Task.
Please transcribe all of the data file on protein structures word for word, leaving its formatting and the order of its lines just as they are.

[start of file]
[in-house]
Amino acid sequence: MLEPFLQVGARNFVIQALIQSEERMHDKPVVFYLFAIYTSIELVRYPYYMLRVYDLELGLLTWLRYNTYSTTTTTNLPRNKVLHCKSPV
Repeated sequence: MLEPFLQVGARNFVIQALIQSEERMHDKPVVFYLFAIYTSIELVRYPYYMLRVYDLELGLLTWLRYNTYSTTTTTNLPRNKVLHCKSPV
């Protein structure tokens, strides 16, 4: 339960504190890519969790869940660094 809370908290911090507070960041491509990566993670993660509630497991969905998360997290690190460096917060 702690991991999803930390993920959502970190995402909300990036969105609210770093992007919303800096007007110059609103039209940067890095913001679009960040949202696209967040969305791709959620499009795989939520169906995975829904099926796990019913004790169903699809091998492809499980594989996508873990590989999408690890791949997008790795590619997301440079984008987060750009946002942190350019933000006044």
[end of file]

[in-house]
Amino acid sequence: MLEPFLQVGARNFVIQALIQSEERMHDKPVVFYLFAIYTSIELVRYPYYMLRVYDLELGLLTWLRYNTYSTTTTTNLPRNKVLHCKSPV
Repeated sequence: MLEPFLQVGARNFVIQALIQSEERMHDKPVVFYLFAIYTSIELVRYPYYMLRVYDLELGLLTWLRYNTYSTTTTTNLPRNKVLHCKSPV
């Protein structure tokens, strides 16, 4: 339960504190890519969790869940660094 809370908290911090507070960041491509990566993670993660509630497991969905998360997290690190460096917060 702690991991999803930390993920959502970190995402909300990036969105609210770093992007919303800096007007110059609103039209940067890095913001679009960040949202696209967040969305791709959620499009795989939520169906995975829904099926796990019913004790169903699809091998492809499980594989996508873990590989999408690890791949997008790795590619997301440079984008987060750009946002942190350019933000006044």